Brownsea Island - The First Camp

The title of this page is miss-leading the camp BP organised from the 31st July to 9th August 1907 was actually an experimental summer camp to test his ideas in his book “Scouting for Boys” on Brownsea Island, a 500-acre, windswept tract in Poole Harbour off England’s southern coast

What is seen as the first true Scout Camp was held at Humshaugh, Northumberland from 22 August to 4 September 1908, as this was held after the official start of the Scout Movement.

Despite this the Brownsea Island Camp is seen by many as the first camp and the same week of the camp in 2007 was used to officially mark the centenary of Scouting.

Below is information on why Brownsesa was chosen as well as information about the make up of the Patrols and what the program consisted of,

Why Brownsea?

Brownsea Island was chosen for the camp because it was off the beaten track and was difficult to get to and this was due to BP being a very public figure and if the Press had got to know his plans it would have been difficult to reporters on the scent of a good story away, so that the experimental camp could be given a fair trial out of the public gaze.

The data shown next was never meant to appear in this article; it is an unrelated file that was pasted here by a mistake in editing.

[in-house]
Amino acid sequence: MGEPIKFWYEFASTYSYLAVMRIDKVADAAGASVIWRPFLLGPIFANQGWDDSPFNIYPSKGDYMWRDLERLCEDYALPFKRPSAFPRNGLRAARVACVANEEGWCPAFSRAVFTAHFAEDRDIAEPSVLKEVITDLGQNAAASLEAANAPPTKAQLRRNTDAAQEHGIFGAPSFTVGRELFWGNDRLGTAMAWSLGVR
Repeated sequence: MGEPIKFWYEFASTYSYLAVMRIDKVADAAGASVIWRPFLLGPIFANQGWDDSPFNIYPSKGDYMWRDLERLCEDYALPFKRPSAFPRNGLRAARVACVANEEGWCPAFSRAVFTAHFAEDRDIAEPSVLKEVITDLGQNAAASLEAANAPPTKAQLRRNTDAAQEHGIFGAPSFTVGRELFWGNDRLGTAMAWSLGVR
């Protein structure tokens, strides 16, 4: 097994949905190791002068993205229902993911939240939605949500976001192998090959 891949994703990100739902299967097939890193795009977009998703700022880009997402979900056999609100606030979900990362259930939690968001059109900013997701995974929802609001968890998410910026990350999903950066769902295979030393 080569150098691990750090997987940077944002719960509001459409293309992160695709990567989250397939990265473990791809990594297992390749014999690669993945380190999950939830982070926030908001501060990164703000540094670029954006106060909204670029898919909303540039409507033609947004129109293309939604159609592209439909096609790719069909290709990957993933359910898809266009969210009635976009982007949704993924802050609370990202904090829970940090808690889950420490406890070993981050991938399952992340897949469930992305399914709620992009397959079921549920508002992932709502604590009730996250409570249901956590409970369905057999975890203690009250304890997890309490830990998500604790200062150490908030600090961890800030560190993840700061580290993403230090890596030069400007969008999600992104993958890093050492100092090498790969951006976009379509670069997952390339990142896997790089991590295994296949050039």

In May of 1907 while on Holiday in Ireland BP met and became friends with Mr and Mrs Charles van Raalte and they invited him to visit them at their country home on Brownsea Island.

As a boy BP had sailed in Poole Harbour with his brothers and knew the Island, they had in fact made a landing on the beech it the more he became convinced the Brownsea Island would be the ideal location for the camp, isolated but not to far away from civilisation to get provisions to.

A letter to Charles van Raalte asking for permission to use the island produced an immediate response. Of course he could come. To help with plans van Raalte enclosed a booklet about the island and its History which he had recently published and the more that BP discovered about the place, the more certain he became that this little piece of ground a mile and half long and about three quarters of a mile wide could not be bettered and it was agreed to hold the camp in August 1907

The Camp

On 29 July, 1907, Bill Harvey, one of the local boatmen, was waiting at the Customhouse Steps in Poole to take Baden-Powell, his nephew, and some of the boys from London set off to Brownsea. They boarded his motor boat Hyacinth and set out on the two-mile crossing to the island. Bill Harvey landed the party on Seymour’s Pier on Brownsea and returned to Poole, while Baden-Powell and the boys made their way the half mile along the island shore to the camp site.

The Boys